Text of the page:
Galatians 6: 7-16
Karma is a word that has passed into popular usage from the religions of India. However, when Paul wrote to the Galatians, “You reap whatever you so”, he was not just thinking about the idea that whatever we do, good or bad, has its affect upon us either in this life or in some future life. He was specifically saying that if we live selfishly our lives are simply here-today-and-gone-tomorrow, of no more significance than that. But if we allow the Spirit of God to motivate us, we participate in life as God meant it to be, life in the kingdom of God, described also as eternal life. The comparison is made between weeds and valuable plants. No matter how apparently successful a life may be, if dominated by selfish desire it is wasted. The only life that is of enduring value is the life empowered by God’s desire for unity and peace; that is, as life that reflects God’s love. It means then that the part of us that is driven by selfish desire is of no lasting worth, but that within us which is led by God’s Spirit lasts for ever. It is then a challenge for us, whenever we have the opportunity, to work for the good of all, especially for those who share this faith with us. And at the same time to open ourselves up, ever more fully, to the Spirit’s activity within. But be aware, selfish desire shows up in the most unexpected places. Take, for example, groups, congregations or denominations within the church. When they gloat over their successes and take pride in winning converts to their group, they show that they are motivated, not by the Spirit of God, but by group selfishness. The issue for Paul was raised specifically by the existence of a group within the early church who said all Christian men had to be circumcised. ‘Rubbish!’, he says. All that matters is being part of God’s way of living (“The new creation,” he called it.) opened up for us through Jesus Christ by the activity of the Holy Spirit.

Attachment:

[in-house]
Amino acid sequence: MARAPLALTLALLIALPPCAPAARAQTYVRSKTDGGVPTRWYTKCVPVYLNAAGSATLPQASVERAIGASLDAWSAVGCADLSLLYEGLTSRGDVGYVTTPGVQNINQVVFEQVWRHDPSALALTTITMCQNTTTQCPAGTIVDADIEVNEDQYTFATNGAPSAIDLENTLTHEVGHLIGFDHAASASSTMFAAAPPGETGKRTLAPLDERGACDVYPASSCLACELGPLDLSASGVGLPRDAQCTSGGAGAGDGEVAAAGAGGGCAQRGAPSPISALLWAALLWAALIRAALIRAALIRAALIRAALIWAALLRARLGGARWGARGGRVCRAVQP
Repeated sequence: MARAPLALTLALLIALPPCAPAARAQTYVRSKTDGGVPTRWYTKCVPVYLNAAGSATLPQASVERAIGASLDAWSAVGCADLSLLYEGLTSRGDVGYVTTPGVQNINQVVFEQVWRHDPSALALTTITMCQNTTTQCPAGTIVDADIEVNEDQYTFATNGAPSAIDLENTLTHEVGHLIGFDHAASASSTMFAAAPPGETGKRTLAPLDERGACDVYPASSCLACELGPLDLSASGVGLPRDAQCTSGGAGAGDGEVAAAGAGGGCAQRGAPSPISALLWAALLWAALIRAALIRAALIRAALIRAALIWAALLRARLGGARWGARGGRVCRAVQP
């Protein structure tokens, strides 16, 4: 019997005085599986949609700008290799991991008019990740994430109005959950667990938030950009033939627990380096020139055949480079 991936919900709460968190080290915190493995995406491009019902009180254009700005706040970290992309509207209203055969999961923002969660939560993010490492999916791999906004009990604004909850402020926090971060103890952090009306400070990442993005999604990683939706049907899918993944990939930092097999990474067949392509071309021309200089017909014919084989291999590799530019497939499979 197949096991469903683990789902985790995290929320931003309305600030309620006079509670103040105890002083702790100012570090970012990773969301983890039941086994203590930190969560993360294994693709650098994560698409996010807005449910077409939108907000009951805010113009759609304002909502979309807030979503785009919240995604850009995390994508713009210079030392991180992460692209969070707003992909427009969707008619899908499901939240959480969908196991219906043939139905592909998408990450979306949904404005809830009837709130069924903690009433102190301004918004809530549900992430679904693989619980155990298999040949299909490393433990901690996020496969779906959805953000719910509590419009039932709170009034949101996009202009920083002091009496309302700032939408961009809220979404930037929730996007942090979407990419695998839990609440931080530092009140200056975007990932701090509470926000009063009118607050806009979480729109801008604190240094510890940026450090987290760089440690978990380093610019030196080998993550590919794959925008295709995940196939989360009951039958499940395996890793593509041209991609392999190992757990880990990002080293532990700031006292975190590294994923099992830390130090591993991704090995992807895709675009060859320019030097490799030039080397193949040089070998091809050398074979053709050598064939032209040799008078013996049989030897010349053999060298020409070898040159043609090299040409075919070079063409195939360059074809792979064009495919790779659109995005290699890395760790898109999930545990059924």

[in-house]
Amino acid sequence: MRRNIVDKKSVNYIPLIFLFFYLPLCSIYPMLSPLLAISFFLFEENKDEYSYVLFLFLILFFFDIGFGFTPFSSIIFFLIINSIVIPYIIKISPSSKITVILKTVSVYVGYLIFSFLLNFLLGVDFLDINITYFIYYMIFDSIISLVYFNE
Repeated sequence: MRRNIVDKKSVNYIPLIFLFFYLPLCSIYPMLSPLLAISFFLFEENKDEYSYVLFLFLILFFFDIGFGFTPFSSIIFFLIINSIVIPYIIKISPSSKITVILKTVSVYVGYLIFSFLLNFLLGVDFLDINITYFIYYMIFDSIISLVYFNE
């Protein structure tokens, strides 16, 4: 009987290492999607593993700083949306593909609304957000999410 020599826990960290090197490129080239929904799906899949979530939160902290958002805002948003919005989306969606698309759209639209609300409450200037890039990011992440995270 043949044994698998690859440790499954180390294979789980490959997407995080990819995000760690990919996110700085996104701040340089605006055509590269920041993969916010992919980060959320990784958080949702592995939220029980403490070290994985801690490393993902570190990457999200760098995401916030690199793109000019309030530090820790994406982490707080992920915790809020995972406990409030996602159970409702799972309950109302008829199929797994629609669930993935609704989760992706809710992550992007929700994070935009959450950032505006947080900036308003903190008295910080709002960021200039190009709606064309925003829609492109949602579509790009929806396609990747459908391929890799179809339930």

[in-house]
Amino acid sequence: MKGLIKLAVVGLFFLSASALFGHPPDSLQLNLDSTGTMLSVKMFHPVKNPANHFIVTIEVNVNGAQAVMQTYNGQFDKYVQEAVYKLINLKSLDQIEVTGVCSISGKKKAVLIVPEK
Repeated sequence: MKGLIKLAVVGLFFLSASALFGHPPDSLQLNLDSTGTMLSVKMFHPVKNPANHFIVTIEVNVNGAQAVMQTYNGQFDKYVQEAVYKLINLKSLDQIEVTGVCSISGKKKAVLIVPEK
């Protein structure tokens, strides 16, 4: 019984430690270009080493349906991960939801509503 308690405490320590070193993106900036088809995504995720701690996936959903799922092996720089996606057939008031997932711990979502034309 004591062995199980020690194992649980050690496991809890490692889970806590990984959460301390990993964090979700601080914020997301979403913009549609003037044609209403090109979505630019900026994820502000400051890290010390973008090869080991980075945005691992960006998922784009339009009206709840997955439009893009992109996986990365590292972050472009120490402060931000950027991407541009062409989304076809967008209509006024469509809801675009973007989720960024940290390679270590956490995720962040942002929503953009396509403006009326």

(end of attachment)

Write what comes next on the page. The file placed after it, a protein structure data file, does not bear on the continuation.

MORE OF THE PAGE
- Have you any comment to make on this, “Selfish lives are wasted lives”?
- What verse in Galatians 6: 7-10 gives rise to the above, “If we live selfishly our lives are simply here-today-and-gone-tomorrow, of no more significance than that”?
- Where do you see selfish desire evident in the life of the church?
- Where else do you see group selfishness being displayed?